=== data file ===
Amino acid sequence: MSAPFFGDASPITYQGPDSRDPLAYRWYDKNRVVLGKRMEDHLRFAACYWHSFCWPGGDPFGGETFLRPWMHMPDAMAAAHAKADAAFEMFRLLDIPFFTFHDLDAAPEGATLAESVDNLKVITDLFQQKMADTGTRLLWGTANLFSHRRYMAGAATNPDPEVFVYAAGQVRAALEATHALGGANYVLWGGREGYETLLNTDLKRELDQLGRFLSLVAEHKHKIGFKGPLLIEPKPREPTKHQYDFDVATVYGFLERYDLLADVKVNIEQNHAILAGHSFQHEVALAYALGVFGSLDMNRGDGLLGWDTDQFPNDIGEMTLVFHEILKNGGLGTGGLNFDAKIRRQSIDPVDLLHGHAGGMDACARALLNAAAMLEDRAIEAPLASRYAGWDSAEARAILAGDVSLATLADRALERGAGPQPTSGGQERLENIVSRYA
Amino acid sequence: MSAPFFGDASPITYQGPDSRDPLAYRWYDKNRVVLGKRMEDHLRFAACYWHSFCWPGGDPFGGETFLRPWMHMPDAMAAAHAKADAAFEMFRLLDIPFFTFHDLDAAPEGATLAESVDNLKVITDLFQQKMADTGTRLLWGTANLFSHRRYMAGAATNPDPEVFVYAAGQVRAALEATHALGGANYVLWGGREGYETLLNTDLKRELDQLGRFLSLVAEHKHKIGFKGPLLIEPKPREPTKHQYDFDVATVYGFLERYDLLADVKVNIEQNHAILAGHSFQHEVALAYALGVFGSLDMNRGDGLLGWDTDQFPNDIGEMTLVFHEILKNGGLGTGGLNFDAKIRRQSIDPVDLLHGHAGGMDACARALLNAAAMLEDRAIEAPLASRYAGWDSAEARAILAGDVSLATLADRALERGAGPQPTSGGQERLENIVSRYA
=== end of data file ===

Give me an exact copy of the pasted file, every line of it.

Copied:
Amino acid sequence: MSAPFFGDASPITYQGPDSRDPLAYRWYDKNRVVLGKRMEDHLRFAACYWHSFCWPGGDPFGGETFLRPWMHMPDAMAAAHAKADAAFEMFRLLDIPFFTFHDLDAAPEGATLAESVDNLKVITDLFQQKMADTGTRLLWGTANLFSHRRYMAGAATNPDPEVFVYAAGQVRAALEATHALGGANYVLWGGREGYETLLNTDLKRELDQLGRFLSLVAEHKHKIGFKGPLLIEPKPREPTKHQYDFDVATVYGFLERYDLLADVKVNIEQNHAILAGHSFQHEVALAYALGVFGSLDMNRGDGLLGWDTDQFPNDIGEMTLVFHEILKNGGLGTGGLNFDAKIRRQSIDPVDLLHGHAGGMDACARALLNAAAMLEDRAIEAPLASRYAGWDSAEARAILAGDVSLATLADRALERGAGPQPTSGGQERLENIVSRYA
Amino acid sequence: MSAPFFGDASPITYQGPDSRDPLAYRWYDKNRVVLGKRMEDHLRFAACYWHSFCWPGGDPFGGETFLRPWMHMPDAMAAAHAKADAAFEMFRLLDIPFFTFHDLDAAPEGATLAESVDNLKVITDLFQQKMADTGTRLLWGTANLFSHRRYMAGAATNPDPEVFVYAAGQVRAALEATHALGGANYVLWGGREGYETLLNTDLKRELDQLGRFLSLVAEHKHKIGFKGPLLIEPKPREPTKHQYDFDVATVYGFLERYDLLADVKVNIEQNHAILAGHSFQHEVALAYALGVFGSLDMNRGDGLLGWDTDQFPNDIGEMTLVFHEILKNGGLGTGGLNFDAKIRRQSIDPVDLLHGHAGGMDACARALLNAAAMLEDRAIEAPLASRYAGWDSAEARAILAGDVSLATLADRALERGAGPQPTSGGQERLENIVSRYA